Friday, June 10, 2016

For a Change, Let's Talk About Actual Books (Part 20)

So, I thought to myself yesterday "boy, it's been a while since I talked about what I'm reading, hasn't it?"  Turns out it's been about nine months!  Boy, time sure gets away from you.

Anyway, I do in fact read things other than pony-themed fanfiction!  Here's what I'm reading right now, along with my thoughts to whatever point in the book I've reached.

The Tide at Sunrise: A History of the Russo-Japanese War, 1904-1905, by Denis Ashton Warner

What it is:  A history of said war, focused primarily on geopolitics and military maneuvers.

How I'm liking it so far:  The Russo-Japanese War is one of those subjects about which I know basically nothing, and this weighty tome (over 600 pages of large pages and small print!) feels extremely comprehensive without going over my head.  About a quarter of the way in, I'm only just getting to the war itself, with plenty of time being spent on the political figures, economic forces at work, and strategic considerations (China's relationship with the west, the Trans-Siberian Railroad, etc.).  I imagine that some casual readers would find this too detailed (a lot of foreign names get thrown around; I wrote out a cheat sheet), and those with more grounding in the late 1800s than I have might find that it spends too much time setting the stage for them, but this hits my personal sweet spot between in-depth and comprehensible.

Also, my favorite fact so far: the Russians used a larger gauge for their railroads (i.e. wider tracks) than was standard in other countries, specifically so that in the event of war, foreign nations wouldn't be able to use their cargo cars on tracks in captured Russian territory.  When the Japanese captured Russian tracks in Manchuria, they simply re-laid on of the tracks to their cars' specifications--then cut the rail ties, so that when the Russians later reclaimed the territory, they were unable to change them back without first bringing in new ties.

...The Russians don't come off very well in this war, is what I'm trying to say.

Recommendation:  If, like me, you're looking for a comprehensive entry point into this war, I highly recommend this book.  It's probably too dense for casual reading, however--this is "accessable," but not accessable, if you understand me.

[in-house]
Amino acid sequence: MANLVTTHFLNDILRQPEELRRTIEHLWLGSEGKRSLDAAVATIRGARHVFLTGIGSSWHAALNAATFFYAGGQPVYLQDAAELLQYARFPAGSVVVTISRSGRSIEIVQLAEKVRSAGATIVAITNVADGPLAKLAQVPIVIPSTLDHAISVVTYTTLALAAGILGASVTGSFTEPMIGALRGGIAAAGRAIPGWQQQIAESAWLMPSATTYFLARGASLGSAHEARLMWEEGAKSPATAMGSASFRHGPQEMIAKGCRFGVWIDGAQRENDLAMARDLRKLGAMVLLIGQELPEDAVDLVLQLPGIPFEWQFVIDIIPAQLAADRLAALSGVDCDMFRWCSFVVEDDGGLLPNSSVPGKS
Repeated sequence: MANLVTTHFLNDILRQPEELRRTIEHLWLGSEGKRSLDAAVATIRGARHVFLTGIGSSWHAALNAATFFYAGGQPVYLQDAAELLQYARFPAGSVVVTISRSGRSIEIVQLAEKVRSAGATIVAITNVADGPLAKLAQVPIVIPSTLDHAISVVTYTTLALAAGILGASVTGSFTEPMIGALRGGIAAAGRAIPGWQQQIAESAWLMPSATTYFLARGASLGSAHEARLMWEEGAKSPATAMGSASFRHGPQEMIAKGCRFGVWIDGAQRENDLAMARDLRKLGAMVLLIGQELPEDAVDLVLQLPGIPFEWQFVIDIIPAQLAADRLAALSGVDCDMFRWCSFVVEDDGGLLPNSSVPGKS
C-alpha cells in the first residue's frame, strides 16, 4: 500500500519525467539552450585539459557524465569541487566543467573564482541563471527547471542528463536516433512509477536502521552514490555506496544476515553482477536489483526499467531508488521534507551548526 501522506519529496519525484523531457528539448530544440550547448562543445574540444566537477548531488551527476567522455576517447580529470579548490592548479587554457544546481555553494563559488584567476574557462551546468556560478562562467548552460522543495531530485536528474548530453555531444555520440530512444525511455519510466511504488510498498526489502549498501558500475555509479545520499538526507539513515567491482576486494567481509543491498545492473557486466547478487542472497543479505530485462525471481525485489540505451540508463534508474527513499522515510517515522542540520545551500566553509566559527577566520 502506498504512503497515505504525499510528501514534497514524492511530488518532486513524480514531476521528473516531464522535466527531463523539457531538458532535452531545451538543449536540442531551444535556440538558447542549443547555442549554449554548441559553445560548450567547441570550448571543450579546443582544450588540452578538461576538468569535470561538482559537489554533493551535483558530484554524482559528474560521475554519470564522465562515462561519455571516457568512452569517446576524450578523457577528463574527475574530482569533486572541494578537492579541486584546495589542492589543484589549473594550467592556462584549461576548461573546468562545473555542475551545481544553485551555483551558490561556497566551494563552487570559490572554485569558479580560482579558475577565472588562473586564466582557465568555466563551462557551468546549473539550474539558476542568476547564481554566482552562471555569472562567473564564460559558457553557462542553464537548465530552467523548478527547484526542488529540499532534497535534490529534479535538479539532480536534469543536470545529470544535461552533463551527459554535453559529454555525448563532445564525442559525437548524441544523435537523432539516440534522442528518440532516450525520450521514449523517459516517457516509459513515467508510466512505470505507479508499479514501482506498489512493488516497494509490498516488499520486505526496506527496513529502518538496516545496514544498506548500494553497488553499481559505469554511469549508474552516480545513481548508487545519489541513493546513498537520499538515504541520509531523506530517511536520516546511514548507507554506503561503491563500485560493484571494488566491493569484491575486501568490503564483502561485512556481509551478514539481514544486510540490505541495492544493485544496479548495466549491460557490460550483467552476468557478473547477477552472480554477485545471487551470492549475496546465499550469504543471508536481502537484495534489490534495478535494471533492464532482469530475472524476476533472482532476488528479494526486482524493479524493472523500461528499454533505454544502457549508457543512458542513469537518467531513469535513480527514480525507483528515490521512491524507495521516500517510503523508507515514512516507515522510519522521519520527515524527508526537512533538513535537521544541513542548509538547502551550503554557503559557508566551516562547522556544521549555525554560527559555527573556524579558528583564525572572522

Between You and I: a little book of (bad) english, by James Cochrane

What it is:  A dictionary-style look at, to quote the dust jacket, the "'half-educated' language used by people in the mistaken belief that speaking or writing in their natural idiom is somehow less 'correct.'"

How I'm liking it so far:  Essentially a word-by-word analysis of what "rules" of the English language are actually important, or at least grounded in historical precedent ("amount" and "number" oughtn't be used interchangeably), and which... aren't (ending a sentence with a preposition isn't the sin you may have been taught it was in grade school), this book mostly sticks to common axioms and advice, but has a pleasantly conversational tone.  The style also lends itself to pick-up-put-down reading, which is a plus for me: it's important to have one or two books on hand which one can read at short, unpredictable intervals.  Well, it's important to me, anyway, and it's the primary reason that I haven't set this aside yet as "fine, but stuff I already know."

Recommendation:  This would be a good choice for people who aren't entirely sure what language-rules are actually important, but are still looking for something that's fun to read in and of itself.  There's not a lot of new stuff for the language enthusiast here, though.

The Only Rule Is It Has to Work, by Ben Lindbergh and Sam Miller

What it is:  The story of two analytics podcasters who (kind-of, sort-of) took over a minor league baseball team for a year, to (kind-of, sort-of) see what a pair of statheads could do with a real team.

How I'm liking it so far:  Okay, if you don't know anything about sports, here's the really short version: starting around the turn of the century, certain sports people started using so-called "advanced stats"--previously unused measures of athletic performance, some complex enough that they were made possible only by the proliferation of stat-tracking and the ubiquity of modern computers--to upend a number of traditional interpretations of what qualities one should look for in various athletes at various positions in various sports.  A lot of old, cranky people didn't/don't like being told that they've been playing/watching/understanding the game wrong all along.